I have long criticized politicians who use religion as a political tool and religious leaders who preach partisan politics from the pulpit. But those abuses of religion are not synonymous with diverse faith groups organizing around a particular issue of concern and advocating for a particular action to be taken on that issue.
Yesterday, as the 2012 Democratic National Convention got underway, I sat in on a number of sessions on issues around which different religious traditions are lining up during this election cycle. Conversations about the way in which religious values interact with basic civil values are extremely beneficial to the common good. Thus, I found it exciting, as well as interesting, to listen to discussions of a variety of issues important to Jews, Muslims and Christians. And what I saw and heard yesterday reminds me of how invigorating such discussions can be and how differing points of view can exist even within the same political party -- and of course within our nation -- and provide enlightenment.
I am attending the DNC in my capacity as the host of State of Belief radio and I had the opportunity to interview several notable opinion leaders and political leaders. I spoke with a true hero of mine, Rep. John Lewis (D-Ga.) who said it is his hope and prayer that religion is not a major factor in any campaigning. He goes on to say that we may need to fight for religious freedom during this campaign.
I also spoke with Rep. Rep. Jan Schakowsky (D-Ill.), who believes religion will play a role in both the campaign and the convention because we are very religious as a nation.
Representatives of several constituencies also took the time to speak with me about the issues important to their diverse bases and how they perceive the election. Alan van Capelle of Bend the Arc and Jeremy Ben-Ami of J Street spoke about the myths and realities of the Jewish vote. The takeaway is that regardless of the speculation that the Jewish vote might shift toward Gov. Romney, the data indicates that the Jewish community is still solidly in the Democratic Party camp. Dr. James Zogby of the Arab American Institute spoke with me after the release of AAI's latest poll on American attitudes toward the Israeli-Palestinian conflict. The poll results led them to believe there has been a lack of leadership on the part of President Obama in shaping the opinions of the American public, which are more malleable than ever before on that issue. Rev. Harry Knox of the Religious Coalition for Reproductive Choice and I discussed the role religion has played, and will continue to play in the campaign. We will be posting these interviews at stateofbelief.com throughout the week.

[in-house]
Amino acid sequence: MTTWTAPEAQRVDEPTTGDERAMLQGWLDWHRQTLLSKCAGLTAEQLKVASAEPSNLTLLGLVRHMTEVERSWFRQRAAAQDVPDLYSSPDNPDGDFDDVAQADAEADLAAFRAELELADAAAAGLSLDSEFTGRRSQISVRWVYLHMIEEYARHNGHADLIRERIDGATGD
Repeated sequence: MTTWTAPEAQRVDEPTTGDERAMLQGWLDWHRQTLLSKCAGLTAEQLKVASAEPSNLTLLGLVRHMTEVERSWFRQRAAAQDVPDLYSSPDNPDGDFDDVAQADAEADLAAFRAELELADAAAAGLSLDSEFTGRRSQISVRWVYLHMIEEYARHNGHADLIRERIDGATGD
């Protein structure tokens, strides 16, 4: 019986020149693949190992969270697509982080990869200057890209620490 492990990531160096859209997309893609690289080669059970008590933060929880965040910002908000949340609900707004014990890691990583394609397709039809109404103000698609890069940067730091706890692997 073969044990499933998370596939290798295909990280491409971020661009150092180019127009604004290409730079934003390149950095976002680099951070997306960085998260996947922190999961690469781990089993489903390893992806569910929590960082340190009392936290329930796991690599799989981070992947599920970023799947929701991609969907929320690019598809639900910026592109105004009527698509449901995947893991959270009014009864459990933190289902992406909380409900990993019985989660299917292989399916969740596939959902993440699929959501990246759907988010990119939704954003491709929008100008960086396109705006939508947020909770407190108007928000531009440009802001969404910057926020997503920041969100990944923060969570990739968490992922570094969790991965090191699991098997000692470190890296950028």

What stayed with me the most from yesterday's interviews was that everyone took for granted that religion would play a major role in the election and assumed that regardless of who the candidates were, you would still see the Christian evangelicals voting just as they had always voted, you'd see Jewish community voting as they had always voted and so on. I ask a lot of people about the importance of religious liberty in this election and whether or not threats to a change in an understanding of what religious liberty means would be at stake. Here's what I found disturbing: Among the people I talked to yesterday, it was almost equally divided in terms of one group saying yes I think religious liberty can be and would be affected by the outcome of the election and the other half saying religious liberty is such an absolute value in our nation that it does not matter who gets elected, we're going to be alright. In a few instances I challenged that notion (and they looked surprised when I did), asserting there is a difference in continuing to use the term "religious liberty" but changing the definition, and using it as simply a description of what's in the First Amendment to the Constitution. In several instances those I spoke to actually had not thought about it that way. I worry that thought leaders in our nation are missing what could be happening in this whole initiative to change the meaning of what the First Amendment guarantees us.
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